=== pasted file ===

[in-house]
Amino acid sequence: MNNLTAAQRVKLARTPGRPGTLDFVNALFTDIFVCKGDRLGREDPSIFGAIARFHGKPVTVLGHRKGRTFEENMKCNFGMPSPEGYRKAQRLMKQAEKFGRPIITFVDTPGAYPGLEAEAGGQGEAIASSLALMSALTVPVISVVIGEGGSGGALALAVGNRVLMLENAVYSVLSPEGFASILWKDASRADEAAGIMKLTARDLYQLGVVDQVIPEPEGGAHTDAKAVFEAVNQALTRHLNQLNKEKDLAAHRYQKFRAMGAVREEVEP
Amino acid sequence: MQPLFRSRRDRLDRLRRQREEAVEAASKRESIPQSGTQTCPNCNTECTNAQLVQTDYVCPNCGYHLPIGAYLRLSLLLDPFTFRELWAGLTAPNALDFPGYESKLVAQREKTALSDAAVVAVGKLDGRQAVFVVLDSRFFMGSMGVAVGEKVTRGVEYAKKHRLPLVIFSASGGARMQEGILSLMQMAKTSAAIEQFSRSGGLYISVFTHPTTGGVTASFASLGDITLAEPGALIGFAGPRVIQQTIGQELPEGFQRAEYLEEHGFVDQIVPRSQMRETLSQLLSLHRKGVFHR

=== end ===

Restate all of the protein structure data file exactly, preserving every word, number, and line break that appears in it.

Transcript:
[in-house]
Amino acid sequence: MNNLTAAQRVKLARTPGRPGTLDFVNALFTDIFVCKGDRLGREDPSIFGAIARFHGKPVTVLGHRKGRTFEENMKCNFGMPSPEGYRKAQRLMKQAEKFGRPIITFVDTPGAYPGLEAEAGGQGEAIASSLALMSALTVPVISVVIGEGGSGGALALAVGNRVLMLENAVYSVLSPEGFASILWKDASRADEAAGIMKLTARDLYQLGVVDQVIPEPEGGAHTDAKAVFEAVNQALTRHLNQLNKEKDLAAHRYQKFRAMGAVREEVEP
Amino acid sequence: MQPLFRSRRDRLDRLRRQREEAVEAASKRESIPQSGTQTCPNCNTECTNAQLVQTDYVCPNCGYHLPIGAYLRLSLLLDPFTFRELWAGLTAPNALDFPGYESKLVAQREKTALSDAAVVAVGKLDGRQAVFVVLDSRFFMGSMGVAVGEKVTRGVEYAKKHRLPLVIFSASGGARMQEGILSLMQMAKTSAAIEQFSRSGGLYISVFTHPTTGGVTASFASLGDITLAEPGALIGFAGPRVIQQTIGQELPEGFQRAEYLEEHGFVDQIVPRSQMRETLSQLLSLHRKGVFHR